Rise of a dilemma

Then a sharp voice in my head reprimanded me. ‘Doesn’t Ganesha have two wives? How does a feminist like you who is not in favour of bigamy love Ganesha?’ Though I didn’t like the audacity of the voice, it rang true to me. If not Ganpati, then who?

‘Mumma, see I have got Shira as prasad from Shiv Bhagwan! It is yum.’

The boy relished the sweet, sugary shira licking every grain of rava clung to his sticky fingers.

Suddenly, my ears became receptive to the Bum Bum Bhole chants. Walking over to the balcony, I immersed myself in the portrait of Lord Shiva who was being worshipped at a pandal right opposite my house. 

Shiva – The answer

Long tresses, a sharp aquiline nose, eyes shut in a meditative trance, a bare blue chest, and a mere tiger’s skin that acted as loin cloth were the features that kept me glued to this hermit-like God. A God who doesn’t adorn jewels or even flowers. A bail leaf is sufficient to please him. Shiva is a God who represents man and woman both in his Ardhanareshwar form. Shakti with Shiva. Shiva is incomplete without his Shakti. This form acknowledges how vital she is to his living. Shakti occupies a position next to him, and not unlike Vishnu, whose wife sits at his feet. Respect and love co-exist in their divine marriage.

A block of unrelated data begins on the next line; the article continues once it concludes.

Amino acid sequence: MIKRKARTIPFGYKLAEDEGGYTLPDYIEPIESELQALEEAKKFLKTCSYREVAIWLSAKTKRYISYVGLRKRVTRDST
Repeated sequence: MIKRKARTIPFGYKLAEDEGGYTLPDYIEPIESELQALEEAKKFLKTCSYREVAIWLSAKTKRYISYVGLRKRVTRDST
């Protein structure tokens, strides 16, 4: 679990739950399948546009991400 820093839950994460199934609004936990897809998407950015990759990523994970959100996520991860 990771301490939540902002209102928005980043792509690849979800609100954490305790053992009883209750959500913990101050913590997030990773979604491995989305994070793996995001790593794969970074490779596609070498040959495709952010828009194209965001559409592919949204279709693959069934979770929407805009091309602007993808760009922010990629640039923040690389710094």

Observing the Shiva portrait, men and women making a beeline to pamper their favourite deity with a glass of milk, an answer was forming in my mind. The answer to who my favourite God is. God is a hero. Why can’t it be Shiva? 

The androgynous hero

Muscular bhi hai aur popular bhi hai. And this Pappu, my Shiva, can dance as well. Calling him Pappu isn’t degrading his masculinity but considering him an approachable friend. Not God-like, kept on a pedestal, yet divine to be looked up to.

In this tranquil pondering, I see Shiva as the quintessential feminist. One who can dance, prepare bhang, get on a high and involve all his companions, male and female alike, in the celebration of being alive. By making the bhang a form of prasad that can be consumed by anyone who wishes to make merry, Shiva breaks biases that women can’t enjoy with a glass in their hand.